Likewise with the grain harvest: first the grain must be cut with a sickle, threshed and then pounded with a pestle to remove husks. And again, the work of storing it.
Once all the work was done, if there was a spare moment or if it was a religious observance, Greeks enjoyed certain pastimes.
Going to the theatre was a popular pastime in Ancient Greece Image by Dimitris Vetsikas from Pixabay
In times of high celebration or for special occasions, one might catch a play at the theatre. Even today, Greek tragedies and comedies resonate; in fact, it was the Greek poet Thespis who gave us our first tragedy.
Credited as being the world’s first actor, he also gave us the word ‘thespian’.
If nothing at the theatre appealed, one might join in discourse with fellows, discussing either politics or philosophy.
Other than that, sedentary games – dice, checkers and bones attracted a fair share of players. If one wanted a bit of movement, a brisk game of marbles might do.
If one was too young to sit through a theatre production or to participate in oration – in other words, one was a young lad, he might enjoy playing marbles or, if he is particularly energetic, a game similar to hockey.
Such games were usually played in the nude so, naturally, girls were not allowed to join in the fun.
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While life for females was not exactly one of penury and desperation, it certainly was unequal to being a man in Ancient Greece.
For one, women did not have a voice in politics; in fact, they were not considered Greek citizens – that title came with the privilege of being male.
Women had few economic opportunities – selling olive oil or pottery in the market remained forbidden to them although the males in their family could take the oil and pottery the women had made or the cloths they’d woven and turn a profit.
Women were not allowed to enjoy the theatre – not to act in plays or be in the audience. To be sure, Greek tragedies certainly had roles for females but they were played by men in costume.
Females of all ages were not expected to crave physical exertion as a pastime so, even if the female in question were a young girl who would have loved to run alongside her brother and his friends, that would not have been permitted.
Overall, women’s social position worsened during the Archaic period.
Records show that, until that time, women in cities like Delphi, Megara and Gortin owned property – an indication of wealth and independence.
However, in Classical Greece, the period immediately following the Archaic age, records show that women were property; a part of the household which belonged to males.
Still, there was one avenue that women could follow to maintain an independence of sorts: she could become a priestess.
Read about another ancient society that welcomed women as priestesses…
It is important to remember that, even though Greek mythology invokes many of their deities, Greek religion is a completely separate institution from storytelling, although they are closely intertwined.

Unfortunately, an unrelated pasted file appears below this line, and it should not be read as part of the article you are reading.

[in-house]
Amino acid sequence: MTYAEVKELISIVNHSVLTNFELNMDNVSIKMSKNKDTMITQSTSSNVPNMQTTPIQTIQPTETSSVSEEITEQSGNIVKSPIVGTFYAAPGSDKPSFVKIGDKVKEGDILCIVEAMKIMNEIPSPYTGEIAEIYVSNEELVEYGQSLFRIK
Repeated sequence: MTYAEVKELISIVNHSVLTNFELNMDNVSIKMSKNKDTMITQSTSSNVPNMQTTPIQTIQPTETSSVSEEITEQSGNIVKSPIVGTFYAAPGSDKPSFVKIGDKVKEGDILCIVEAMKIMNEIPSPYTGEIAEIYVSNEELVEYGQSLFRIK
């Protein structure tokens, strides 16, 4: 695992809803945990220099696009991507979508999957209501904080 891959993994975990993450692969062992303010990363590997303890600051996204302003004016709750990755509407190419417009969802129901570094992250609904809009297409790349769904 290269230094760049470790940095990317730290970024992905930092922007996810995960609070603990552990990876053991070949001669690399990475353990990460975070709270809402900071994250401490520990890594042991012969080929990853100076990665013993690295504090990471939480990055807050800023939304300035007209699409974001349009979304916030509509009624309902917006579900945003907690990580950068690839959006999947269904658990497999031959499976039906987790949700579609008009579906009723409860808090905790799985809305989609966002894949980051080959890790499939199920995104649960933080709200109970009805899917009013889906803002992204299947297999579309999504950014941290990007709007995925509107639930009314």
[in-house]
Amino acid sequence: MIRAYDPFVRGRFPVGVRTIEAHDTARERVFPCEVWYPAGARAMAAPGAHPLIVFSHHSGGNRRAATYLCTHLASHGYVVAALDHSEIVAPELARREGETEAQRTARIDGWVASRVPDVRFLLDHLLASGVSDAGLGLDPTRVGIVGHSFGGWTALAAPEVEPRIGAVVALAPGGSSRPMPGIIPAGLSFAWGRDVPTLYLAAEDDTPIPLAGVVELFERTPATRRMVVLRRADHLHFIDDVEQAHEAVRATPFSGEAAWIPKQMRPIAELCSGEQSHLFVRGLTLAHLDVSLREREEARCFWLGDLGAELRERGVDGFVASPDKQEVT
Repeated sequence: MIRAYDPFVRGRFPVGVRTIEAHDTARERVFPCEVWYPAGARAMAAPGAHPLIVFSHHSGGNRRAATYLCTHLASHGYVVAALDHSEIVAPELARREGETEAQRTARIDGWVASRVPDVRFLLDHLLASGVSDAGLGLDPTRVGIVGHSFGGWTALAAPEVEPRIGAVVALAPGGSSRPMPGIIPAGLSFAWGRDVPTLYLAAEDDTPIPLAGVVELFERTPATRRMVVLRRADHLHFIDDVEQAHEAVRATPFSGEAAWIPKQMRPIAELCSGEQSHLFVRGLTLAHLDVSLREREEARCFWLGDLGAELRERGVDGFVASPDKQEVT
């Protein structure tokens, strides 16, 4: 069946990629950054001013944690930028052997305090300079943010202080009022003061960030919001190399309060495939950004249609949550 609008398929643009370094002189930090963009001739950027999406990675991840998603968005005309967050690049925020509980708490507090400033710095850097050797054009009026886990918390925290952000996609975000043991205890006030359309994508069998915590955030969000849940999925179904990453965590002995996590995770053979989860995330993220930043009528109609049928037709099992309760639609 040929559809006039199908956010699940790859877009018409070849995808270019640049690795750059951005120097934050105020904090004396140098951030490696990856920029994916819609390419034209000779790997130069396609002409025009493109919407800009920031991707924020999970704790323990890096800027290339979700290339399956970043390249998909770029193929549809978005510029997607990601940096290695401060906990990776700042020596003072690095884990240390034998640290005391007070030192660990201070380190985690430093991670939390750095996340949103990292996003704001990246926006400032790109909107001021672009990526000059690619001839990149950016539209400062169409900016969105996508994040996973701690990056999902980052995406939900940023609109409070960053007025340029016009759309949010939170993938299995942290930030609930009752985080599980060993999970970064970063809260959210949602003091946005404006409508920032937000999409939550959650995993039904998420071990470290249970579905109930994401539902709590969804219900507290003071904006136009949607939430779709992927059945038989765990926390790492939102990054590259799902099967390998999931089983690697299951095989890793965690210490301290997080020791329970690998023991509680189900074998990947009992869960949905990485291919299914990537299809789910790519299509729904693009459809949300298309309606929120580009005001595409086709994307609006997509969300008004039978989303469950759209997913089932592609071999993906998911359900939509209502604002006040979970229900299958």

Like many civilisations, the Greek pondered their origins and the meaning of their life. Their existence was given depth and a purpose by the gods they entertained.
What we know today as Greek mythology came about through the practice of the ancient Greeks honoring their gods.
One way that religion was practised in those times was the telling of stories and seeing those stories recorded in writings. One such narrative, Hercules, is an excellent example of how a human must travail to earn a place among the gods even though he was descended from gods.
In Ancient Greece, religion and gods were a part of everyday life.
The Incans also believed their gods shadowed their lives…
At the dinner table, people would set a place for Hestia, the household goddess and worship at the altar they had set up for her. Religious observances didn’t stop there…
In this article’s introduction, we mentioned that the Parthenon was built to worship Athena. Other temples, such as the one on the Attic peninsula, were built in honour of other gods:
The more powerful Olympian gods were worshipped everywhere but, in the case of Dionysus, for example, only the people living in the wine regions of Greece would actively and routinely worship him.
Besides obeisance to all of the Olympian gods, each city-state had their own deity to protect them and sometimes the city individual gods favored was named after them – Athens being a good example of such.
Finally, the ancient Olympic games were conducted as a tribute to Olympian gods.
Archaeology finds that the Olympic games got their start around 700 BC, during the Archaic period, apparently as a tribute to Zeus. The games were well-attended but, in spite of a large Macedonian population, only Greek citizens could be present at the games.
Women couldn’t attend because they weren’t considered citizens, if you’ll remember.
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The Archaic Period was when the Greeks started carving human statues to scale Image by Ionas Nicolae from Pixabay
This relatively peaceful time in Greek history was all too short-lived; it only lasted for about 300 years, of which only about 160 were truly progressive.
The onslaught of Dorians that brought about the end of King Mycenae’s munificence left Greek citizens in the ignoble role of slaving for their Dorian masters.
Fleeing the cities that their occupiers now called home, Greeks established themselves initially as small clans, eventually returning to their previous way of life by building up city-states.
Even though at that time, the Greek economy was agrarian-based, they nevertheless set the stage for greater academic and civic establishment.
Emerging from the Greek Dark Ages, Greece saw unparalleled advances in medicine, art, philosophy and politics, and they were uniquely placed to spread these disciplines throughout the Mediterranean territories.
It helped quite a bit that they had allies in Rome who would incorporate Greek wisdom and knowledge into their own culture and propagate it throughout their empire.
It was during this time that Greek scientists and mathematicians made great advances; you might not know of Anaximandros, who devised an early theory of gravity but surely you would recognise the name ‘Pythagoras’.
This was the time that Homer wrote his Illiad and Odyssey and sculptors carved proportionate human figures – rather than towering figures of gods.
This time of relative peace and productivity that was soon eclipsed by a series of wars: the Ionian Revolt, the Persian Wars, the Peloponnesian War and others all took their toll on the population and resources of Greece.
Isn’t it remarkable that, for such a brief period, Ancient Greece had such an amazing impact on the rest of the world?
And isn’t it even crazier that, though long-past, it still shapes our societies and beliefs?
Now discover other ancient civilisations that laid the foundation of today’s societies.